Listen: Near Northside Awaits I-45 Project and the History of Houston’s Transportation Struggles

View of downtown from Near Northside in 2012. Photo: Flickr user Neighborhood Centers Inc., now known as Baker Ripley.

The Urban Edge podcast is back! It’s been a bit, we know, but we’re excited to share the latest episode all about Houston’s complicated and important transportation infrastructure history, including a look at how one neighborhood in the path of the North Houston Highway Improvement Project is responding to the proposals on the table so far.

Near Northside has seen highway projects before but Rebecca Reyna, executive director of the Greater Northside Management District, is optimistic that this project, which covers roughly 24 miles all together and will likely result in the displacement of hundreds of single-family homes and multifamily residences, might present an opportunity to rethink connectivity, multimodal transit and more in the area even if those things aren’t exactly fully funded or thought out in the plans at the moment.

“We’re really trying, as we’re talking with TxDOT and the communities and other people, how do we use this project to reconnect or thread or weave some of these communities back together again,” said Reyna. In her vision, that will involve both parks, bike trails and transit.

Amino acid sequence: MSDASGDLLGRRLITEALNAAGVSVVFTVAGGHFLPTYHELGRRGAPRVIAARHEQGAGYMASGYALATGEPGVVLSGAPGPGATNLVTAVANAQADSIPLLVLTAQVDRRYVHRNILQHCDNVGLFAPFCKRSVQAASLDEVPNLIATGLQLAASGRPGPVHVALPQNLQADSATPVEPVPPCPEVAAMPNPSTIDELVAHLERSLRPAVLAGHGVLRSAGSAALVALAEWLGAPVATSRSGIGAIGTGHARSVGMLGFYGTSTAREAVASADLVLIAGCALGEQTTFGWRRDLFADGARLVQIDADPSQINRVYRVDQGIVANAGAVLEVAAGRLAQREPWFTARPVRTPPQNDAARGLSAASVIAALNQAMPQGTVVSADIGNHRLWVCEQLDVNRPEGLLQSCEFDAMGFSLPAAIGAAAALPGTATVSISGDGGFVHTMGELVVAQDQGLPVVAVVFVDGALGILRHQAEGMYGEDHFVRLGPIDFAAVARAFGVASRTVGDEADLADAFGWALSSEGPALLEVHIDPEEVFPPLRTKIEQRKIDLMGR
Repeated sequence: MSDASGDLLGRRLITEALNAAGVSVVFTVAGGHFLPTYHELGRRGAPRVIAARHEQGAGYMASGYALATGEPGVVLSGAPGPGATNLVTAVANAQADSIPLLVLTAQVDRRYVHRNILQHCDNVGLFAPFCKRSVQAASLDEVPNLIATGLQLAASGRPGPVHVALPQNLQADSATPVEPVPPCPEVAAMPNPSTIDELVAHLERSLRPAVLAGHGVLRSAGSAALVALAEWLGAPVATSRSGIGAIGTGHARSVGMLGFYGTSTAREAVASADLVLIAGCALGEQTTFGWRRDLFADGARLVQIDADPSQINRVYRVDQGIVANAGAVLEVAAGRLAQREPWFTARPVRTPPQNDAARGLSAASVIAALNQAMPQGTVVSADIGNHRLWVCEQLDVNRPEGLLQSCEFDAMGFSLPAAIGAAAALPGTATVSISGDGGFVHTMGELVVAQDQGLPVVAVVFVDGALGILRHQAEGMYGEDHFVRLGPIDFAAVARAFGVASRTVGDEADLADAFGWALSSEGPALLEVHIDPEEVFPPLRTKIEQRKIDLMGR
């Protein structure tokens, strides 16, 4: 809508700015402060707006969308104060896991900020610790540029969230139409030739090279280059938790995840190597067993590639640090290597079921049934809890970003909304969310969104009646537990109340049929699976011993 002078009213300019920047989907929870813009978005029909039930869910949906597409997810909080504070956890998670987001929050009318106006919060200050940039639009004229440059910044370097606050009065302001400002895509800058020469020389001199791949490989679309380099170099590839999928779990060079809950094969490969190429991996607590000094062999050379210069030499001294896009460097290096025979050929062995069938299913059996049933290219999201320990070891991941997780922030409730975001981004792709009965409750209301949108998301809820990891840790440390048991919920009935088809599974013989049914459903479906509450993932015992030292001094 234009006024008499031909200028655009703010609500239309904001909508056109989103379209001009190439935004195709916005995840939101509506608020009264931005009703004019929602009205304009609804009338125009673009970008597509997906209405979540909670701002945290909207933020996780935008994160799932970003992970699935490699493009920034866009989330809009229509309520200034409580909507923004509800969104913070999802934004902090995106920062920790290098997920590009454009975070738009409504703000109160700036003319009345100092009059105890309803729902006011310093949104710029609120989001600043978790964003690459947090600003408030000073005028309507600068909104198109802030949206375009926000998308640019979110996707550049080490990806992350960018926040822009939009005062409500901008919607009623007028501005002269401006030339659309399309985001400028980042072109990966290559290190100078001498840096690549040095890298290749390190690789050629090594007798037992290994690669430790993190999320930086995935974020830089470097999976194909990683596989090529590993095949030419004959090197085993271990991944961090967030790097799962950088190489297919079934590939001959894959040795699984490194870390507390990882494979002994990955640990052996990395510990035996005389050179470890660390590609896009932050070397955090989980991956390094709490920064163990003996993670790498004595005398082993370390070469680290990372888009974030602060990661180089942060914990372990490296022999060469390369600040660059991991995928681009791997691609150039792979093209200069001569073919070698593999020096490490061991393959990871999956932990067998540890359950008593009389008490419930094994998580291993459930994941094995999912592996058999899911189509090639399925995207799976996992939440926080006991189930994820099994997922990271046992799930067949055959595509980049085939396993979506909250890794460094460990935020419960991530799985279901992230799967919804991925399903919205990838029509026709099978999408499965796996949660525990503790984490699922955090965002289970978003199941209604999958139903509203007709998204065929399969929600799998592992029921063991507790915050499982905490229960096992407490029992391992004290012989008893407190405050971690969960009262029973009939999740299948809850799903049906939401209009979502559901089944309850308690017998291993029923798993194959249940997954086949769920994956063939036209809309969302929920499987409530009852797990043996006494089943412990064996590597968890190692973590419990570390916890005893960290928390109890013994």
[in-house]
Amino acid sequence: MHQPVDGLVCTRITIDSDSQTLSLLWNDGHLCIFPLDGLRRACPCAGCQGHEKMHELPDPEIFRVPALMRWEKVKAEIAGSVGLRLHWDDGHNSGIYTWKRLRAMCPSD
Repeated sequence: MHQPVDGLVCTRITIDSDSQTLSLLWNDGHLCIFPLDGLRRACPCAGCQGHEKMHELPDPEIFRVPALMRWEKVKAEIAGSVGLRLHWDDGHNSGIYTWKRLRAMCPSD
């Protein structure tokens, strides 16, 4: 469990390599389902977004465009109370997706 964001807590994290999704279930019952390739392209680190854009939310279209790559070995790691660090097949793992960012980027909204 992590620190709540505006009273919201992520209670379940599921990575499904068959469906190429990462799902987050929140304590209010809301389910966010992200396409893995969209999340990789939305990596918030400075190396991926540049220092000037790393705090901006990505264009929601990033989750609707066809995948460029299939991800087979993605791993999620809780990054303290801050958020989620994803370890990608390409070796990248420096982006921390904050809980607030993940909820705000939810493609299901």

Roughly 16 percent of households in the neighborhood just north of downtown don’t have access to car. Other neighborhoods along the route, like Independence Heights where roughly one fifth of households don’t have access to a car, are similarly situated, meaning questions of connectivity are crucial. She’s hopeful the final project, with input from other organizations, can bolster the neighborhood’s existing vibrancy.

“You can’t find a better community,” she added.

Take a tour of the neighborhood with Reyna and her colleague Jorge Bustamante, then hear from Kinder Institute fellow Kyle Shelton about his new book Power Moves: Transportation, Politics, and Development in Houston.

It’s important to tell that story, Shelton said, because “that transportation history is something that touches really every community,” though not to the same extent.

Listen here.

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Leah Binkovitz

Leah Binkovitz is Senior Editor with the Kinder Institute for Urban Research.

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